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Ecologist Eben Paxton, speaking on a cell phone from somewhere in one of Hawaii’s forests, wanted to talk about the scary events happening on the island of Kauai.
The “bird crash,” he calls it.
Hawaii’s fourth-largest island, says Paxton, a scientist with the U.S. Geological Survey, is seeing a sudden, rapid decline in native birds.
The prime suspect is avian malaria. It’s being spread by mosquitoes and it kills rare birds such as the ‘i’iwi, a bright red honeycreeper with a curvy Dr. Seuss beak. Surveys carried out on the island’s rugged, roadless interior are finding fewer birds than ever before. Extinction for some species looks imminent.
So now a group of government officials, conservationists, and scientists in Hawaii are seriously looking at a high-tech solution: genetically modified mosquitoes.
They say the modified bugs, whose offspring die quickly, thereby reducing mosquito populations, could be the best chance to save Hawaii’s endangered birds. If these discussions move forward, one idea would be to release millions of genetically modified bugs to drive mosquitoes off of Kauai’s plateau and maybe right out of the entire archipelago.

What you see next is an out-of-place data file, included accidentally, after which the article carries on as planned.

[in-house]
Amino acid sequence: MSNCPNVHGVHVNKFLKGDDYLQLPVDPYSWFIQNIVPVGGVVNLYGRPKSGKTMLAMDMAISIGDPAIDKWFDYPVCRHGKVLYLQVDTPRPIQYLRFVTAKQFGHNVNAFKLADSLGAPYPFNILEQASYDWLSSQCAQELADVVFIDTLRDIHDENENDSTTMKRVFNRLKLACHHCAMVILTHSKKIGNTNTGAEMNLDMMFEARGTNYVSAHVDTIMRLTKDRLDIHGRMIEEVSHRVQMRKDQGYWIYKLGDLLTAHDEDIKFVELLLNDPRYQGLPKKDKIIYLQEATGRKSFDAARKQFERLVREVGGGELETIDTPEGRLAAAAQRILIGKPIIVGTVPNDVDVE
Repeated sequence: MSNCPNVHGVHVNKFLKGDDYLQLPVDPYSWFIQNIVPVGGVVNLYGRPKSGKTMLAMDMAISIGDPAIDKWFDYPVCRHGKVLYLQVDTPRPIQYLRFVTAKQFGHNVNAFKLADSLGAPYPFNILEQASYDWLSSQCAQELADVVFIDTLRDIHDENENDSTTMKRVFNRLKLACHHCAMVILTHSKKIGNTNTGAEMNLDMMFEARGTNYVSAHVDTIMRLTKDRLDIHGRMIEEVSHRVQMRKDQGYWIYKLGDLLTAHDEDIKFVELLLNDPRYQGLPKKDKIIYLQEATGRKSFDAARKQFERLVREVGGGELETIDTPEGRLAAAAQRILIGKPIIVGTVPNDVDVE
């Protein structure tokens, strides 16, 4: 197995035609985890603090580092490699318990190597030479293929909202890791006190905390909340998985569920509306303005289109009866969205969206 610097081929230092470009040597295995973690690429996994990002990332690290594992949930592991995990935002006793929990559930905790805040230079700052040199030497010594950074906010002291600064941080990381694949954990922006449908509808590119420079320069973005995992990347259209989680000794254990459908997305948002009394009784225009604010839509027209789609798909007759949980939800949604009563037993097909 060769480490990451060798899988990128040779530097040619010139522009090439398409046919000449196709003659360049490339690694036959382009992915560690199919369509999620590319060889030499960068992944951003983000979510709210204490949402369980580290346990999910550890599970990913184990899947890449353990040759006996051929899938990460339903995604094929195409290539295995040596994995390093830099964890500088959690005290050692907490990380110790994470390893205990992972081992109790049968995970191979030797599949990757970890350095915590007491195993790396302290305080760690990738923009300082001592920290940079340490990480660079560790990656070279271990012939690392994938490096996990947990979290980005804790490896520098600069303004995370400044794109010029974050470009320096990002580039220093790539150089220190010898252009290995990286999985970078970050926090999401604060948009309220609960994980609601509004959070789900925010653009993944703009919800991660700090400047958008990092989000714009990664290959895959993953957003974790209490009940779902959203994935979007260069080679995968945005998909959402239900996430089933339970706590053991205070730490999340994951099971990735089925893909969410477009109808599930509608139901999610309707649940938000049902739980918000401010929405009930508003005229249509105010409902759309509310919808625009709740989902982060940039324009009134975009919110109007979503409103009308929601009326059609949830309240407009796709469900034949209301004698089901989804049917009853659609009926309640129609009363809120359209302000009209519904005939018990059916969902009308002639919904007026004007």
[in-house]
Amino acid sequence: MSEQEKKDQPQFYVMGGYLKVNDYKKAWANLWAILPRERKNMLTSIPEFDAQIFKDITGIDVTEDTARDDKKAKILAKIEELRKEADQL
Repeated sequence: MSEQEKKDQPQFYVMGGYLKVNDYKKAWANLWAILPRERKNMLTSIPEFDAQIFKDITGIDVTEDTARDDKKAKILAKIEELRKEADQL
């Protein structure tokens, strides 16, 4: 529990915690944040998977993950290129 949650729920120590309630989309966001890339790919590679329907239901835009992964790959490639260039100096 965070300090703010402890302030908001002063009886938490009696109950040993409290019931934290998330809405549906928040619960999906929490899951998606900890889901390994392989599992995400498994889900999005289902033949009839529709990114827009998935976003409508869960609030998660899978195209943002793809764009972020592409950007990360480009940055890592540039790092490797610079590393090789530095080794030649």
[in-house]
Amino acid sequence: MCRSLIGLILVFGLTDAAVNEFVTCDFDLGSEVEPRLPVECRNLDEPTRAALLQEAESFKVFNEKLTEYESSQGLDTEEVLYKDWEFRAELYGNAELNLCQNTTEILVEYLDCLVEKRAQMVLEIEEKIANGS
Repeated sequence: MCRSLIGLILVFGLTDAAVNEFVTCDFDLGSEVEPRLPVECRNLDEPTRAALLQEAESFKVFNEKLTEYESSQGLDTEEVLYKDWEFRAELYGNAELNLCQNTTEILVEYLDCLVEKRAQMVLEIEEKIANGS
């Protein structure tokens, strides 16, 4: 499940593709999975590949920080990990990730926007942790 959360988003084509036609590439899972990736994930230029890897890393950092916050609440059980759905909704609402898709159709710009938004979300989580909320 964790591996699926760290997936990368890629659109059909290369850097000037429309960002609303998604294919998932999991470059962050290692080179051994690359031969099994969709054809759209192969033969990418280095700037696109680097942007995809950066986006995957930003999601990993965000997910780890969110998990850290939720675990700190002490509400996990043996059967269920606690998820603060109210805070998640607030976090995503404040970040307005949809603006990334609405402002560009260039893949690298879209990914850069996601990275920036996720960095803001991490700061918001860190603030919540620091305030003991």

Genetically modified organisms are political dynamite on Hawaii. Some districts have passed ordinances to ban biotech crops from being planted. No one knows how Hawaiians would react to GM mosquitoes, but lately, mosquito technology has been winning positive attention as a potential high-tech fix for human diseases such as Zika.
Read full, original post: The Plan to Rescue Hawaii’s Birds with Genetic Engineering